A recent article published in Psychological Science has revealed that children whose parents identified them as being overweight were more likely to gain weight. In fact, even if the child was NOT overweight during the initial stages of the studies, their weight was more likely to increase into the teenage years if their parents perceived them as being overweight.
The two studies combined also ruled out other possible contributing factors to weight gain such as parental income, medical conditions and genes. The results indicated that the children of parents who considered them to be overweight, whether this was accurate or not, were more likely to become overweight.
Could parents be to blame for Australia’s childhood obesity problem? Image: iStock.
The sad part…
They were also more likely to perceive their own weight negatively. This stigma of being recognised by their own parents as overweight could be the reason for their eventual weight increase.
In short: when you comment negatively about your child’s weight, even though it may be well-intended, you are contributing to the problem.
It is devastating to think something that often comes from a good place can be so detrimental to the health of our children.
As a mother, I’m both concerned and surprised by these findings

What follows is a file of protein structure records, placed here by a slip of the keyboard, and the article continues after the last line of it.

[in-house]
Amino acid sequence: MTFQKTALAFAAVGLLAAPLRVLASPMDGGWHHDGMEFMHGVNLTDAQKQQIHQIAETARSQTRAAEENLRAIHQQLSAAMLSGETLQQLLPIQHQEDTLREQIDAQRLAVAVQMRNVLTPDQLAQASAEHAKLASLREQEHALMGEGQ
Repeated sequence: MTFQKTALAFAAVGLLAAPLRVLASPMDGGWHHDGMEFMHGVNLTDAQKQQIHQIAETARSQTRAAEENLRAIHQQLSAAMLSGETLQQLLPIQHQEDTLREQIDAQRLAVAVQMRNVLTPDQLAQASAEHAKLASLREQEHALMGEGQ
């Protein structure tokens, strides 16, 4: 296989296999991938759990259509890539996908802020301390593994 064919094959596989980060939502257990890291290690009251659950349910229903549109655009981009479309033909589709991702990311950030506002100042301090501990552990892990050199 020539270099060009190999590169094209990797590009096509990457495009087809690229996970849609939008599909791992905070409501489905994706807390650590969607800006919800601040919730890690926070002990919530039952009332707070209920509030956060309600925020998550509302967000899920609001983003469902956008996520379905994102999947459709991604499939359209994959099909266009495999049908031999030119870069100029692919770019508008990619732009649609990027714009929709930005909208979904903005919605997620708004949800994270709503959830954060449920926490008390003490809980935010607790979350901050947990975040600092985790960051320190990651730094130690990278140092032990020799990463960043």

We all want what’s best for our children. No parent wants their child to be at an increased risk for medical conditions such as heart disease or diabetes. We want them to achieve their full potential in whatever they chose to do and most importantly, to BE HAPPY. If that means that they need to swap processed foods for more wholefoods or exchange the PlayStation controller for the trampoline, then as parents we have a responsibility to encourage this. Right?
Have some interactive fun with the kids. Image: iStock.
Rather than suggesting that your child get off the couch and burn off some calories, maybe get out there with them. Shoot some hoops, walk to the local shops instead of driving, even initiate a water fight and chase them around the back yard for ten minutes. Get them moving without making it a chore or labelling it as “exercise”.
Most importantly, avoid commenting on your child’s weight or making it the focus of any conversation. If you feel your child needs to learn healthier habits, lead by example.
Forget about diet and exercise, our words as parents could be to blame for the rise in Australia’s childhood obesity rate.